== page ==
Here’s the scoop on recent fishing regulation changes

Changes abound after a recent Florida Fish Wildlife Conservation Commission meeting in Key Largo. This is what I learned.

Trout, snook, gag grouper and red snapper are closed for harvest. Starting in 2012, trout season will be open all year. Snook and gag grouper are scheduled to re-open in late summer.

Presently there is no harvest of gag grouper and will not be any, anywhere, until at least July. A February meeting will finalize any future season. Most hammerhead sharks are protected. Florida will match federal regulations and allow the harvest of four red grouper per day beginning Dec. 23, and then close February and March.

Red grouper are the only local grouper open, and you can catch some in South Shore waters. I landed at least a dozen this past year and threw back many shorts. Remember, unlike gag grouper, red grouper only have to be 20 inches long.

Recently I heard of a 9-pound red that was caught off the Little Manatee River by fishermen in a small skiff. If they can do it, you can too.

My method to target local red grouper is to fish away from bay structures. Seems I find more reds out in open waters, while gags hang around structures. Watch for small worms when cleaning them. People say those worms don’t bother you when cooked. Let me tell you, I’m not eating worms.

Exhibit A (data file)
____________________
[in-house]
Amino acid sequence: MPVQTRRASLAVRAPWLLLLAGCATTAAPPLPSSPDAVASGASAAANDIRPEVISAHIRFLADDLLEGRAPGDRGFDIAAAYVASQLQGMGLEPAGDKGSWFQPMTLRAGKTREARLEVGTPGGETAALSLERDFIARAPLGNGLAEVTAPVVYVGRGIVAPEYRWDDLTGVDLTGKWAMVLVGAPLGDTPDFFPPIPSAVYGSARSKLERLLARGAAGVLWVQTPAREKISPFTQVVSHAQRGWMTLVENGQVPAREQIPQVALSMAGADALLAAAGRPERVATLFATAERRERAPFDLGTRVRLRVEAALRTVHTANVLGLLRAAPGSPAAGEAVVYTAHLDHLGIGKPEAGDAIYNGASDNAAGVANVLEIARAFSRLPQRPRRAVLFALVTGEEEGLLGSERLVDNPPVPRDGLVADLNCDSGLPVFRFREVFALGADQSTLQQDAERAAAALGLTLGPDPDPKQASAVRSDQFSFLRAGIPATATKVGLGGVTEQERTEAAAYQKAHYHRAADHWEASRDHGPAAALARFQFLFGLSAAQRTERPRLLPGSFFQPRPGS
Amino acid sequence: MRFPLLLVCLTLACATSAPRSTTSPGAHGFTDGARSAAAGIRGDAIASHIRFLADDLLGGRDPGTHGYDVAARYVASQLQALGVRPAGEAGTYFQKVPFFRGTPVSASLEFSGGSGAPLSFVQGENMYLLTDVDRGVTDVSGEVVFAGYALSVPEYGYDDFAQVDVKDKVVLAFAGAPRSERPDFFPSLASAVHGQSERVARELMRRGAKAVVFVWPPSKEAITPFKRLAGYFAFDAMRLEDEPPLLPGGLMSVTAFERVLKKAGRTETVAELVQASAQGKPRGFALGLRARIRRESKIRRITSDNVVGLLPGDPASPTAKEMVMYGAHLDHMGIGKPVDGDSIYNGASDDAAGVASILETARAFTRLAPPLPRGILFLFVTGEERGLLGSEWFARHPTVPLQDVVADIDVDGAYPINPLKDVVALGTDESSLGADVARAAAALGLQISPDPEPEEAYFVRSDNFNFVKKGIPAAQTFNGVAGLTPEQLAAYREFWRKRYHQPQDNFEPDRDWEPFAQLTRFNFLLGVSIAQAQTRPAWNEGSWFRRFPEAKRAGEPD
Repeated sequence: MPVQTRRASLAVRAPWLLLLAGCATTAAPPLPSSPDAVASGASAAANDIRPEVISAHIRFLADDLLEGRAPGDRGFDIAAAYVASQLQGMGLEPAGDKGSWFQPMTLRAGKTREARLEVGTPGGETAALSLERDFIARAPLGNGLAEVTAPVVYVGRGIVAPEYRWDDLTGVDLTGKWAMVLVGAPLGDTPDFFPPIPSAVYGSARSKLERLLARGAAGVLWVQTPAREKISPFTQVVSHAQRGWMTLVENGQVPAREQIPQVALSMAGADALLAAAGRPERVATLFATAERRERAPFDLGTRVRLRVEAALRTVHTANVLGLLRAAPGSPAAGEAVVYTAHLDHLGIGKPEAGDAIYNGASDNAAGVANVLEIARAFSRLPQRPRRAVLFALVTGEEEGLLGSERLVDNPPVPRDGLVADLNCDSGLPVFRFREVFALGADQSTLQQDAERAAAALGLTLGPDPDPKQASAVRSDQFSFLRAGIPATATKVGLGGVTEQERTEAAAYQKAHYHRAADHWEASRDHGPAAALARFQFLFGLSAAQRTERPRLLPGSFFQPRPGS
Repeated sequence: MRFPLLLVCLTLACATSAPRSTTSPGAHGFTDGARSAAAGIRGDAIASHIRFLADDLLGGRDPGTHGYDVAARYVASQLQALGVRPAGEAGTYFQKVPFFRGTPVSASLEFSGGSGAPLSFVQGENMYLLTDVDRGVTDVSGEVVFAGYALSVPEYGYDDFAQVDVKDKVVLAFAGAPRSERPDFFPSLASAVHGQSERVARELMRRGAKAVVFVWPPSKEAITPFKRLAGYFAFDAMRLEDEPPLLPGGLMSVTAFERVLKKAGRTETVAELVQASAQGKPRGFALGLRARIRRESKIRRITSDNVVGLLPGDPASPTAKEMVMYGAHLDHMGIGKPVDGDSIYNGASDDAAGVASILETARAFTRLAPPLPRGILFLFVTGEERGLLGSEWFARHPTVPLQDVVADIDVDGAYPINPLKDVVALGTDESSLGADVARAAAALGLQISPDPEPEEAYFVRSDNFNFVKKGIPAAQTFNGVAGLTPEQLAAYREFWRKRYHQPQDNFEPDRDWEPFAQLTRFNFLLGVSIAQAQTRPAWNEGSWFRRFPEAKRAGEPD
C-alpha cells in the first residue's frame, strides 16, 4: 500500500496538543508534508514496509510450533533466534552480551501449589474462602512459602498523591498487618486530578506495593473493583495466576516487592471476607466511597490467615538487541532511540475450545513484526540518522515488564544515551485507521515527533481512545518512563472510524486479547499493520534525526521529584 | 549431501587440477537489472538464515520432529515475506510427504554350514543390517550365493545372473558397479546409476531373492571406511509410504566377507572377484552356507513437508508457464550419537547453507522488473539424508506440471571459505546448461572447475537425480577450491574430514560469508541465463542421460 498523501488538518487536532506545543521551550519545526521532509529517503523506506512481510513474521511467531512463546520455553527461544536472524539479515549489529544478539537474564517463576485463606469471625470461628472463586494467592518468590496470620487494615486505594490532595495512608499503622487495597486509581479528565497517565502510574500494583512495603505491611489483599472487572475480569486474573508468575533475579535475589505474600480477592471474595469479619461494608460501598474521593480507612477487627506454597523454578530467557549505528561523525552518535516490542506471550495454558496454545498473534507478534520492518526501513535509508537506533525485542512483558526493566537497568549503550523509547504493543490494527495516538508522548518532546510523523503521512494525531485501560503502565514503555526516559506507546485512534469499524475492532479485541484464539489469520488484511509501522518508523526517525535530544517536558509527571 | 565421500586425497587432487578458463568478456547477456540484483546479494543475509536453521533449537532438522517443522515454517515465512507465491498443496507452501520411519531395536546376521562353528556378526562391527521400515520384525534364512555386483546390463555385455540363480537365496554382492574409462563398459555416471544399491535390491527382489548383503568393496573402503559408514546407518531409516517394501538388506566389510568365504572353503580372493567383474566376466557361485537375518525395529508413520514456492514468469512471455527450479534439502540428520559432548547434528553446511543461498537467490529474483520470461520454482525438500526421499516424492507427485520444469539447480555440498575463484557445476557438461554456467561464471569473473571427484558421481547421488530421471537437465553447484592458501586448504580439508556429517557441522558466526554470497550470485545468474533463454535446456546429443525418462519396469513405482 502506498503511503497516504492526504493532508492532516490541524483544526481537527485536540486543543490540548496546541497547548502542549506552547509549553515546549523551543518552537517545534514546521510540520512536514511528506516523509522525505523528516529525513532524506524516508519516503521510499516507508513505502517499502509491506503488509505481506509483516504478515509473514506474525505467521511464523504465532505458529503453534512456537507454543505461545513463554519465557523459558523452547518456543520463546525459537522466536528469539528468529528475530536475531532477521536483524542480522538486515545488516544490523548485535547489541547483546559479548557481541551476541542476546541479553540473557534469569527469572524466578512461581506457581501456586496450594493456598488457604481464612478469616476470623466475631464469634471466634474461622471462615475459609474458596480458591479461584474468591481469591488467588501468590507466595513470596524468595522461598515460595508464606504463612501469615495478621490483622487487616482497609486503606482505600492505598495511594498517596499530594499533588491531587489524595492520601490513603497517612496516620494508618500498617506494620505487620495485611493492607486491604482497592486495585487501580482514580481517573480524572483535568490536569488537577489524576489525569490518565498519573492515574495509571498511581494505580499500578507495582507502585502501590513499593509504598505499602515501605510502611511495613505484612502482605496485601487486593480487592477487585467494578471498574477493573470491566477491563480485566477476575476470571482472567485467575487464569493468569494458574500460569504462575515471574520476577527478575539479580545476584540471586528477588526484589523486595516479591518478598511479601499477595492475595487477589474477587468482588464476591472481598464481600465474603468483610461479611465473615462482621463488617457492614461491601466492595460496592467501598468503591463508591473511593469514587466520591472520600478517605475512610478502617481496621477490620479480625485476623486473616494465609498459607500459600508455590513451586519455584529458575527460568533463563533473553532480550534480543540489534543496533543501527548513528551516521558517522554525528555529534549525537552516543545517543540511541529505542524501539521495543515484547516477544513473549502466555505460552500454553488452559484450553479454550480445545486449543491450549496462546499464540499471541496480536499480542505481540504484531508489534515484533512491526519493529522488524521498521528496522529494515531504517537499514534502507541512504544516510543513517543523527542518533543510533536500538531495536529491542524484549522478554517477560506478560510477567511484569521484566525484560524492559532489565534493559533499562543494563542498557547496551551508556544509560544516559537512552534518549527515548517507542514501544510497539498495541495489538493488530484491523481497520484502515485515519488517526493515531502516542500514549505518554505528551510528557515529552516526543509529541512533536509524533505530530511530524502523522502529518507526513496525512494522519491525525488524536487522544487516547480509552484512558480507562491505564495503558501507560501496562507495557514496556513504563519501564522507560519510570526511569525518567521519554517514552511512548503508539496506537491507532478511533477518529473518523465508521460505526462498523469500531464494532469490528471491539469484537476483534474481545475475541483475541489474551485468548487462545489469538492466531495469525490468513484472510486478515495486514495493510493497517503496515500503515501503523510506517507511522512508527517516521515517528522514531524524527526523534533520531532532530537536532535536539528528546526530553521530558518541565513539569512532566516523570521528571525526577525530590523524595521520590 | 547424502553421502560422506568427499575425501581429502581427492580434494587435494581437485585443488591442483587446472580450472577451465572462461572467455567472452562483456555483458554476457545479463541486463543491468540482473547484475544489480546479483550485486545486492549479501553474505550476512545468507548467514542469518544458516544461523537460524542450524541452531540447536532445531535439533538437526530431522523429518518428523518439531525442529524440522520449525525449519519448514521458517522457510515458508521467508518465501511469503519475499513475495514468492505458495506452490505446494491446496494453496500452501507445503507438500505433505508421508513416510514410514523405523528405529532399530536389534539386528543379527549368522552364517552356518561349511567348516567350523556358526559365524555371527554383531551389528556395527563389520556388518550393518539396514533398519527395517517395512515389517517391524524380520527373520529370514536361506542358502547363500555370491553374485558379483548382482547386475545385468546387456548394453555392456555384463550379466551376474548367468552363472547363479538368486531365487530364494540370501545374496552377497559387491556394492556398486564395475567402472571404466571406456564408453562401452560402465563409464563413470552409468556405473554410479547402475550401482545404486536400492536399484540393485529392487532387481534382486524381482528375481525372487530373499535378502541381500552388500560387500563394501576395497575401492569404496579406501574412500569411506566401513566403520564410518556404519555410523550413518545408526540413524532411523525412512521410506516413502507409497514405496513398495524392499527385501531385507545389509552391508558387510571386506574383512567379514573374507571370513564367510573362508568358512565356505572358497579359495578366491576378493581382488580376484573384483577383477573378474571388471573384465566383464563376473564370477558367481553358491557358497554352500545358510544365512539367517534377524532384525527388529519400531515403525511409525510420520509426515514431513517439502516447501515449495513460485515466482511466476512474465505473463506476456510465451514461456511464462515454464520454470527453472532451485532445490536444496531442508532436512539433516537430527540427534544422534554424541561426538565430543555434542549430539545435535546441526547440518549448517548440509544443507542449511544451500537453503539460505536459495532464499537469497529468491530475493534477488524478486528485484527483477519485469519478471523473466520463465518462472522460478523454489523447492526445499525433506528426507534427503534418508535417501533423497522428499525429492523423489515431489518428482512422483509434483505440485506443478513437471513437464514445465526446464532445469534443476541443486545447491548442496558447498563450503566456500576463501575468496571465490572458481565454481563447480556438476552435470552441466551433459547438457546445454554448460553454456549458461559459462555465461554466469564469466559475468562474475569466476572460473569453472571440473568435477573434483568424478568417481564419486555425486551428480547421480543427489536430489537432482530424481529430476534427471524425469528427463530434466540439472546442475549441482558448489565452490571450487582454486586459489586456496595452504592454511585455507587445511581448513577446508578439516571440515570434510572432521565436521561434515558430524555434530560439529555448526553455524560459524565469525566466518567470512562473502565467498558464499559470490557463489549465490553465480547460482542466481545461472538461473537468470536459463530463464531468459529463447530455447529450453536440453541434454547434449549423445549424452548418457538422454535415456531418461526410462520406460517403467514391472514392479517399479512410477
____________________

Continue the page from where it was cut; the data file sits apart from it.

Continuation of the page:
Stopped by Shell Point Marina and saw numerous dock customers fishing from the shoreline. Most use some form of slip-sinker rig with shrimp on the bottom around dock structures. Many black drum are being hooked with some too large to handle near the pilings. A few have been landed, along with many nice snapper and sheepshead.

Julie Stephens helped her 2-year-old granddaughter, Paige, deal with a nice sheepshead hooked off the bank. The little girl was full of interest in why the rod was tugging so much. Quickly, she wasn’t the only one, since a sheepshead nearly her size was pulled from the water. These fine-eating fish are active in local waters right now.

My method for catching them is to use a rod holder. Sheepshead often play with their food before eating it. At first tug, they don’t have much in their mouth, so when you tug back, there’s nothing. Wait. If your rod is in a rod holder, you just might use up enough time getting to it for the fish to have a good swallow. Now rod movement might give you a hook set.

Catch ’em up.

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